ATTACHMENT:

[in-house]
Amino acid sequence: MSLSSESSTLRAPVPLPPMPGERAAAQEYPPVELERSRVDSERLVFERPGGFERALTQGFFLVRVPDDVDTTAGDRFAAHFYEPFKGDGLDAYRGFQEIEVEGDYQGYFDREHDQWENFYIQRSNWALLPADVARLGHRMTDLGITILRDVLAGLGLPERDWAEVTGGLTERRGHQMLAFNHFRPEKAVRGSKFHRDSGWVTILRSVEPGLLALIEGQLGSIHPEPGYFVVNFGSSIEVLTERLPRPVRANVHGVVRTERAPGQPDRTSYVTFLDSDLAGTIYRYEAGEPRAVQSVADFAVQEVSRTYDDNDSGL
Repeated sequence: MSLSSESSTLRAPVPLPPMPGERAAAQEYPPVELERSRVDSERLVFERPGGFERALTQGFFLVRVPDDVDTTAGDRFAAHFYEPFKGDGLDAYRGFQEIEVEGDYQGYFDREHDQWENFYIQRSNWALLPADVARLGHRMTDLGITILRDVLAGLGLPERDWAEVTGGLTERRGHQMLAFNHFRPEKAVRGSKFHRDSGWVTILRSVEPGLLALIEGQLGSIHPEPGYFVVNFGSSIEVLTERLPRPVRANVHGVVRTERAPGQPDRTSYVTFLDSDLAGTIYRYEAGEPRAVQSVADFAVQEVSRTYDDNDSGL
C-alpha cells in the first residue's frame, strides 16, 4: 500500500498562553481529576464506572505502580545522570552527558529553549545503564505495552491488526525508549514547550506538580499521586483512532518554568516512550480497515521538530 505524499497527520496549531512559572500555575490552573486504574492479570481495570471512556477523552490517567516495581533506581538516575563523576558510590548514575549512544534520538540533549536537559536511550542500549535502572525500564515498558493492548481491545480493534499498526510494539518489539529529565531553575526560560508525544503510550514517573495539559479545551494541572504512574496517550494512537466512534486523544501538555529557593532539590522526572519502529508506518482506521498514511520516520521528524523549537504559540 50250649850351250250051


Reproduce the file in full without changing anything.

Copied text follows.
[in-house]
Amino acid sequence: MSLSSESSTLRAPVPLPPMPGERAAAQEYPPVELERSRVDSERLVFERPGGFERALTQGFFLVRVPDDVDTTAGDRFAAHFYEPFKGDGLDAYRGFQEIEVEGDYQGYFDREHDQWENFYIQRSNWALLPADVARLGHRMTDLGITILRDVLAGLGLPERDWAEVTGGLTERRGHQMLAFNHFRPEKAVRGSKFHRDSGWVTILRSVEPGLLALIEGQLGSIHPEPGYFVVNFGSSIEVLTERLPRPVRANVHGVVRTERAPGQPDRTSYVTFLDSDLAGTIYRYEAGEPRAVQSVADFAVQEVSRTYDDNDSGL
Repeated sequence: MSLSSESSTLRAPVPLPPMPGERAAAQEYPPVELERSRVDSERLVFERPGGFERALTQGFFLVRVPDDVDTTAGDRFAAHFYEPFKGDGLDAYRGFQEIEVEGDYQGYFDREHDQWENFYIQRSNWALLPADVARLGHRMTDLGITILRDVLAGLGLPERDWAEVTGGLTERRGHQMLAFNHFRPEKAVRGSKFHRDSGWVTILRSVEPGLLALIEGQLGSIHPEPGYFVVNFGSSIEVLTERLPRPVRANVHGVVRTERAPGQPDRTSYVTFLDSDLAGTIYRYEAGEPRAVQSVADFAVQEVSRTYDDNDSGL
C-alpha cells in the first residue's frame, strides 16, 4: 500500500498562553481529576464506572505502580545522570552527558529553549545503564505495552491488526525508549514547550506538580499521586483512532518554568516512550480497515521538530 505524499497527520496549531512559572500555575490552573486504574492479570481495570471512556477523552490517567516495581533506581538516575563523576558510590548514575549512544534520538540533549536537559536511550542500549535502572525500564515498558493492548481491545480493534499498526510494539518489539529529565531553575526560560508525544503510550514517573495539559479545551494541572504512574496517550494512537466512534486523544501538555529557593532539590522526572519502529508506518482506521498514511520516520521528524523549537504559540 50250649850351250250051